February 01, 1998
Meetings & Conventions: Planner's Portfolio February 1998 Current Issue
February 1998 Back to BasicsPLANNER'S PORTFOLIO:

Back to Basics


Selecting a Travel Agency

A qualified partner will do more than just get your people to the meeting

What would a meeting be if you couldn't get your attendees to the destination in the first place? Unfortunately, all the regulations, routes, fare hikes, passport problems and visas can complicate getting from point A to point B. One of the most important (and least appreciated) suppliers in meetings management is the travel agency. Choosing the right one can make the difference between planning a dream event and planning a nightmare.

In the past few years travel agencies have begun to offer many additional menu options, like "meeting planning services" and "destination services," blurring the line between travel agencies, destination management companies and touring companies. Still, choosing a competent travel professional is vital because making group travel arrangements is a full-time job in itself, and most planners already wear a dozen hats.

But how do you choose a credible agent? The following tips should help narrow the field.

Start the selection process early. The availability and costs of transportation can influence site selection. A good travel agent will be able to provide a cost analysis of several destinations and lift analysis of the carriers. A company's ability to supply you with this information is a sign of a competent travel agency that is serious about the meetings industry. Agencies can also help with setting up transportation for site inspections and negotiating with carriers for meeting discounts.

Determine what services you really need. Does your small meeting need only reservations and ticketing for 10 people, or do you have a citywide convention requiring an official carrier to be named, airport reception desk manned, discounted fares negotiated, shuttle service scheduled, specialized ground transportation arranged and customized tours coordinated? Incorporate all of your meeting's specifications into a transportation request for proposal.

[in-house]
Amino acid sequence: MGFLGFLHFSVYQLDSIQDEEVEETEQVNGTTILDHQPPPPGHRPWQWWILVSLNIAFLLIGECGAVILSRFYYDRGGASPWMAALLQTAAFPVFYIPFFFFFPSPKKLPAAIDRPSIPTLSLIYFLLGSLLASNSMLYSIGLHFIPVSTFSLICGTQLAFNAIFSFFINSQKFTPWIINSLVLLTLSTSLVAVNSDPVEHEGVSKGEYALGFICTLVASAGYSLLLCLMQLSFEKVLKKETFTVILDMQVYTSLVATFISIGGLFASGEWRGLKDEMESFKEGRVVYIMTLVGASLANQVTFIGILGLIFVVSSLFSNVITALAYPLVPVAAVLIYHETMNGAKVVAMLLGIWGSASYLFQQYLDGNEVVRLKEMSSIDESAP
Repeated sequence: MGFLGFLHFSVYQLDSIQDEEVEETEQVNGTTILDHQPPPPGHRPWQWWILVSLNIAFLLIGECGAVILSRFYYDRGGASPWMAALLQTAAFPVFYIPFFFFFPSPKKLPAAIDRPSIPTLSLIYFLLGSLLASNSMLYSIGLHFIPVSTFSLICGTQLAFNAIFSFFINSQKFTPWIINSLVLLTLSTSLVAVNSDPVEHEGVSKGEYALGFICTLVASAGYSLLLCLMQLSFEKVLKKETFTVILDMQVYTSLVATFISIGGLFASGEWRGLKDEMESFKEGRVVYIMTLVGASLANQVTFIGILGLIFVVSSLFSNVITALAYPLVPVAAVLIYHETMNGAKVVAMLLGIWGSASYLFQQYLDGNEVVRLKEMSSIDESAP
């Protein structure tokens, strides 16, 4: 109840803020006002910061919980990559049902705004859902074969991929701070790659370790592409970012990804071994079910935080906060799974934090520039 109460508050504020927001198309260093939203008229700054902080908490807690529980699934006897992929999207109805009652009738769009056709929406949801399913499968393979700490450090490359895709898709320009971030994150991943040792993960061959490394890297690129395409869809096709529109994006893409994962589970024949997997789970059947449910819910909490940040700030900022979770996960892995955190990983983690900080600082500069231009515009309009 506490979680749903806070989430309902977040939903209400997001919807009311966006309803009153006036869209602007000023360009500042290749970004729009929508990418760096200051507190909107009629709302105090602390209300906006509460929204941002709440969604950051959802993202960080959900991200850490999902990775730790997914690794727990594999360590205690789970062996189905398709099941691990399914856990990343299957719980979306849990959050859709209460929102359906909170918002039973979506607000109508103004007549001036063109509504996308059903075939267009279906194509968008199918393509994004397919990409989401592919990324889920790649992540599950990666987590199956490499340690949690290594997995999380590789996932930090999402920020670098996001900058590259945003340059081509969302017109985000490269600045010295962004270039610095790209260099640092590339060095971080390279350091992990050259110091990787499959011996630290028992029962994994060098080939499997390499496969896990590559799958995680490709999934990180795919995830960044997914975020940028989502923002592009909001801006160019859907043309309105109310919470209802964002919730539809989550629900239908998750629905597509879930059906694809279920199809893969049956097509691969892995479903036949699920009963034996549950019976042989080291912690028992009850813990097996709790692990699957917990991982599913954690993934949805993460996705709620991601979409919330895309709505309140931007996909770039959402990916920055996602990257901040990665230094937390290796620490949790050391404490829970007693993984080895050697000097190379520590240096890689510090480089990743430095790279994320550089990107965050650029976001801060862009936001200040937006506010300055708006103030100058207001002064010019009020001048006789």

Look close to home.Your organization may have an internal unit or a preferred travel agency to handle corporate travel. Start here. This company may provide some or all services required for your meeting and can introduce you to other potential suppliers.

Consider splitting the job. Most agencies can handle the basics of reservations and ticketing, but some may not have the clout or contacts at the destination to handle ground operations and will subcontract for these services. If you go directly to a destination management company or shuttle bus company, you may get the same or better service while saving dollars and middleman headaches.

Get several bids. Remember that "travel agent" is a generic term. Look for those who are members of the American Society of Travel Agents (ASTA). Employees with the designations Certified Travel Associate (CTA) or Certified Travel Counselor (CTC) have completed certification programs and should conduct business with a high level of professionalism. If your meeting will be held overseas, choose agents who have completed a destination specialist program for that region of the world.

Remember, not all agents are equally competent in handling meetings travel. Some equate it with "group travel" and don't know the differences. Look for agents with memberships in industry organizations like Meeting Professionals International, the American Society of Association Executives or the Professional Convention Management Association, or those whose meetings agents are Certified Meeting Professionals.

Check their work. Ask for a list of meetings the company has handled and what services they provided for each. Pay particular attention to the number of attendees, destinations and points of departure, and special amenities that were provided to the attendees and the meeting sponsor. Customized ticket holders and bag tags, coupons for inflight services, destination brochures for attendees and special cargo rates are services that should not be overlooked. Also determine if the services were supplied by in-house staff or subcontracted. Then check references thoroughly.

Keep the lines of communication open. Once you've made your selection, include the travel company in the planning of the meeting from the beginning. Get advice on destinations, carriers, etc., during site selection. Ask for photographs, brochures, posters or canned copy for your promotional campaign. Consult the travel company (or companies) during program development. If most flights arrive midday, for instance, schedule registration and opening sessions accordingly.

Be sure to require periodic reports of usage, costs and savings. After all, you should be able to treat the agency as your partner, but you still need to closely monitor the travel portion of the meeting.

Martha Jo Dendinger, CMP, is an independent meeting planner in Atlanta.

Back to Current Issue index
M&C Home Page
Current Issue | Events Calendar | Newsline | Incentive News | Meetings Market Report
Editorial Libraries | CVB Links | Reader Survey | Hot Dates | Contact M&C